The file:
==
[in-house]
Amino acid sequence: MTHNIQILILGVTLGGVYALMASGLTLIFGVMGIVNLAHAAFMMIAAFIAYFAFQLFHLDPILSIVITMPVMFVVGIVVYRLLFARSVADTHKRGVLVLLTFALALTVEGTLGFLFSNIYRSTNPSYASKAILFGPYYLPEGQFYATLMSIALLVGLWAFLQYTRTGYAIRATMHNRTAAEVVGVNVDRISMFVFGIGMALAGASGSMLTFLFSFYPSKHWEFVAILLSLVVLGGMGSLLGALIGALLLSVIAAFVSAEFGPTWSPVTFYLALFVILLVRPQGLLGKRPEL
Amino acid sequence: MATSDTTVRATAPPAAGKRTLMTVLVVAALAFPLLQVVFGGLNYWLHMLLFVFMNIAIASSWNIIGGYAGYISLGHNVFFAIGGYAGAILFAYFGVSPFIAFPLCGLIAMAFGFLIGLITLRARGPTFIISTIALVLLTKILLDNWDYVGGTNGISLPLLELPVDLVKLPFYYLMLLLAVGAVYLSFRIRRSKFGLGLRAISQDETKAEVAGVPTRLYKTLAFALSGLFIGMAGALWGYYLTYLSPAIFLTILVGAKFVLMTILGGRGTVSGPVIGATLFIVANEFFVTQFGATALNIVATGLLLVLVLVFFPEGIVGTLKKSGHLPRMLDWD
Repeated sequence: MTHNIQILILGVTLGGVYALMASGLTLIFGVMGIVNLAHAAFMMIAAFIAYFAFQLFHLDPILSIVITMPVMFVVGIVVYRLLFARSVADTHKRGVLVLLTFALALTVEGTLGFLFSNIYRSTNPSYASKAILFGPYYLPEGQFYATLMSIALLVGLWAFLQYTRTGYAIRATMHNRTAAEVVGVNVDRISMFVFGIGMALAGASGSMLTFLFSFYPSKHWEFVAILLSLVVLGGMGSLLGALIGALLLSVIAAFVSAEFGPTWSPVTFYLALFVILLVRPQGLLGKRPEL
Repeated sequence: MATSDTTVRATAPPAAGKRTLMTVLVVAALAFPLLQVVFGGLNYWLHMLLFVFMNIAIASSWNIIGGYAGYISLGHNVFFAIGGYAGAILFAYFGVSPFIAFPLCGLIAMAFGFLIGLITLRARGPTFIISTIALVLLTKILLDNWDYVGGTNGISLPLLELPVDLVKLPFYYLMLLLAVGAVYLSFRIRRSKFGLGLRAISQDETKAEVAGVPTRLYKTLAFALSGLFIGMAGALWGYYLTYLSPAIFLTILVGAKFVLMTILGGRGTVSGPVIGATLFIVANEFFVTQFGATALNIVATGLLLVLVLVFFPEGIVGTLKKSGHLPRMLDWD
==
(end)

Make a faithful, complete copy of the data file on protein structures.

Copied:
[in-house]
Amino acid sequence: MTHNIQILILGVTLGGVYALMASGLTLIFGVMGIVNLAHAAFMMIAAFIAYFAFQLFHLDPILSIVITMPVMFVVGIVVYRLLFARSVADTHKRGVLVLLTFALALTVEGTLGFLFSNIYRSTNPSYASKAILFGPYYLPEGQFYATLMSIALLVGLWAFLQYTRTGYAIRATMHNRTAAEVVGVNVDRISMFVFGIGMALAGASGSMLTFLFSFYPSKHWEFVAILLSLVVLGGMGSLLGALIGALLLSVIAAFVSAEFGPTWSPVTFYLALFVILLVRPQGLLGKRPEL
Amino acid sequence: MATSDTTVRATAPPAAGKRTLMTVLVVAALAFPLLQVVFGGLNYWLHMLLFVFMNIAIASSWNIIGGYAGYISLGHNVFFAIGGYAGAILFAYFGVSPFIAFPLCGLIAMAFGFLIGLITLRARGPTFIISTIALVLLTKILLDNWDYVGGTNGISLPLLELPVDLVKLPFYYLMLLLAVGAVYLSFRIRRSKFGLGLRAISQDETKAEVAGVPTRLYKTLAFALSGLFIGMAGALWGYYLTYLSPAIFLTILVGAKFVLMTILGGRGTVSGPVIGATLFIVANEFFVTQFGATALNIVATGLLLVLVLVFFPEGIVGTLKKSGHLPRMLDWD
Repeated sequence: MTHNIQILILGVTLGGVYALMASGLTLIFGVMGIVNLAHAAFMMIAAFIAYFAFQLFHLDPILSIVITMPVMFVVGIVVYRLLFARSVADTHKRGVLVLLTFALALTVEGTLGFLFSNIYRSTNPSYASKAILFGPYYLPEGQFYATLMSIALLVGLWAFLQYTRTGYAIRATMHNRTAAEVVGVNVDRISMFVFGIGMALAGASGSMLTFLFSFYPSKHWEFVAILLSLVVLGGMGSLLGALIGALLLSVIAAFVSAEFGPTWSPVTFYLALFVILLVRPQGLLGKRPEL
Repeated sequence: MATSDTTVRATAPPAAGKRTLMTVLVVAALAFPLLQVVFGGLNYWLHMLLFVFMNIAIASSWNIIGGYAGYISLGHNVFFAIGGYAGAILFAYFGVSPFIAFPLCGLIAMAFGFLIGLITLRARGPTFIISTIALVLLTKILLDNWDYVGGTNGISLPLLELPVDLVKLPFYYLMLLLAVGAVYLSFRIRRSKFGLGLRAISQDETKAEVAGVPTRLYKTLAFALSGLFIGMAGALWGYYLTYLSPAIFLTILVGAKFVLMTILGGRGTVSGPVIGATLFIVANEFFVTQFGATALNIVATGLLLVLVLVFFPEGIVGTLKKSGHLPRMLDWD